I try to avoid watching television news, and when I see it I tend to look at it from an anthropological perspective -- as in, "why are people attracted to this?" And "what is the real purpose of it?"
One of the popular motifs, especially in political seasons, is the "shaming of the supporters of the opposition" story. To construct one of these stories, the reporters go interview a number of people who are on the opposite side of the political spectrum from the one that is preferred by the "news" outlet. They find some individual or individuals, usually quite ordinary people, who sound the least intelligent and informed on camera. Then they broadcast a story as to how "stupid" the supporters of x candidate or position seem to be, as if whomever they have discovered is necessarily representative of the candidate or the position.
Here are two examples. First, a Shaming Story on a supporter of presidential candidate Donald Trump:
Next, a Shaming Story on protesters opposed to presidential candidate Donald Trump:
What is notable about both of these stories is that they are not designed to be informative about the candidate at issue, but instead designed to engage the viewer in denigrating the people being interviewed and to "pile on" as much as possible. It's certainly not news we are looking at here. So what's the point and what's the attraction?
Let's consider the view through the Lenses of Wisdom:
Looking at this shaming theater through the Prospecting Lens, we see it is designed to suppress rational System 2 thinking, and instead trigger and support a number of the System 1 heuristics through the emotional response of disgust with what the viewer is seeing. These psychological mechanisms include:
REPRESENTATIVENESS. Similar to profiling or stereotyping, “representativeness” is the intuitive leap to make judgments based on how similar something is to something we like without taking into consideration other factors: probability (likelihood), statistics (base rate), or sampling sizes. Baseball scouts used to recruit players based on how close their appearance resembled other good players. Once players were recruited based on actual statistics the level of gamesmanship improved. Just because we like the design of a book cover doesn’t mean we’ll like the contents. You can’t judge a book by its cover. A start-up restaurant has a low chance of survival regardless of how much you like their food. Many well run companies keep their facilities neat and tidy but a well kept lawn is no guarantee that the occupants inside are organized. To discipline our lazy intuition we must make judgments based on probability and base rates, and question our analysis of the evidence used to come up with our assumption in the first place.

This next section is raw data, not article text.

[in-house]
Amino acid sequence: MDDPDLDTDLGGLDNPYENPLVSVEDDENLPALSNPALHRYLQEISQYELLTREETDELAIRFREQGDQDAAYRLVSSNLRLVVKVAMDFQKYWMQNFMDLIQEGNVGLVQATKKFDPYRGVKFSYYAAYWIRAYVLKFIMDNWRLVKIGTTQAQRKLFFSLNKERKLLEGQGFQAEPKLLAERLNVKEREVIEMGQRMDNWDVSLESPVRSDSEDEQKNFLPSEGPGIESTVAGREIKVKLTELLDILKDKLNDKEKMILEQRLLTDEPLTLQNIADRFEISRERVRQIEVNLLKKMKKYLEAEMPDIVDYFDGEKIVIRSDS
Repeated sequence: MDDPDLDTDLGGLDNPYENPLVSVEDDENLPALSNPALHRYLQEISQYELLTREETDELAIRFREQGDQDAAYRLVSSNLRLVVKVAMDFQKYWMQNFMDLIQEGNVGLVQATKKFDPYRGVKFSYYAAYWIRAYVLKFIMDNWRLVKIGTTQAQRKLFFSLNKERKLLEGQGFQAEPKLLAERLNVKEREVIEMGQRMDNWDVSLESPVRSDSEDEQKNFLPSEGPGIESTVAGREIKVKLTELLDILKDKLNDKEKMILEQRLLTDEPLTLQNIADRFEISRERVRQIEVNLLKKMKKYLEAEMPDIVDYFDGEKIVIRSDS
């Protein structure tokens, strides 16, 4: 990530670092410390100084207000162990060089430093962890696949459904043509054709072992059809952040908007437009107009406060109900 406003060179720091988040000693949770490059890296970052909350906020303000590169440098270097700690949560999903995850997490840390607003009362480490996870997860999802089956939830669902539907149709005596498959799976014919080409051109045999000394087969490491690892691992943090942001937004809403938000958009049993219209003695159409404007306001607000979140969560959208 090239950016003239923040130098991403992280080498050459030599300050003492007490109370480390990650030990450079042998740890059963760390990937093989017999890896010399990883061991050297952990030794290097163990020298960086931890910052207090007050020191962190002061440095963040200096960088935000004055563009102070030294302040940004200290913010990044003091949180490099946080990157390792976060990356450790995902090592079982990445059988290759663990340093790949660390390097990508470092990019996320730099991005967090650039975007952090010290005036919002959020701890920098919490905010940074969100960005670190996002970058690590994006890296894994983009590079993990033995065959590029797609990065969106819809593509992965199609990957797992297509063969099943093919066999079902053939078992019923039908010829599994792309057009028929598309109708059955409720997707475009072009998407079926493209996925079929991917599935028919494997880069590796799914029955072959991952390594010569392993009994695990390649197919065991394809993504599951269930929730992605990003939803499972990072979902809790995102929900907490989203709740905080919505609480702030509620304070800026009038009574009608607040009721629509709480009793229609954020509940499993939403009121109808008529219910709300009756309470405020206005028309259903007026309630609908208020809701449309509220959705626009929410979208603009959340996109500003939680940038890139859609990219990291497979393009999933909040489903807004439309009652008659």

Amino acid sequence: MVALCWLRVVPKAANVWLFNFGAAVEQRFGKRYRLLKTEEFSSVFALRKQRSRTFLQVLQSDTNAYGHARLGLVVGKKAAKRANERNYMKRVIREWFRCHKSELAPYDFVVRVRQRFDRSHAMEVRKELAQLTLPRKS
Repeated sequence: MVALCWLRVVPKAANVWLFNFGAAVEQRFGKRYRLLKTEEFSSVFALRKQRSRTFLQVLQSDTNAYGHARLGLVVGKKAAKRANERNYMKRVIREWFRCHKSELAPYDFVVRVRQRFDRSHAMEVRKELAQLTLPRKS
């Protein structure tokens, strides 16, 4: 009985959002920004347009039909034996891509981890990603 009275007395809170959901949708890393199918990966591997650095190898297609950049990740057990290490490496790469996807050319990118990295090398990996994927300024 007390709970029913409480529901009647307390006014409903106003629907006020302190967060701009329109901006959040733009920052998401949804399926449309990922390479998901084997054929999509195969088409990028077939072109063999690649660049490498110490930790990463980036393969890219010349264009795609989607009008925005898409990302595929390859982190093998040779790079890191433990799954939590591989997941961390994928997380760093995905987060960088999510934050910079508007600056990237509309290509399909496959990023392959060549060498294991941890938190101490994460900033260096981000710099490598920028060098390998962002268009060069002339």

Here, the people being interviewed are supposed to be representative of all supporters or opposers of the candidate, and even the candidate himself. The reporters try to create the illusion that they are all the same.
THE AVAILABILITY HEURISTIC and AVAILABILITY CASCADES. When asked to estimate numbers like the frequency of divorces in Hollywood, the number of dangerous plants, or the number of deaths by plane crash, the ease with which we retrieve an answer influences the size of our answer. We’re prone to give bigger answers to questions that are easier to retrieve. And answers are easier to retrieve when we have had an emotional personal experience.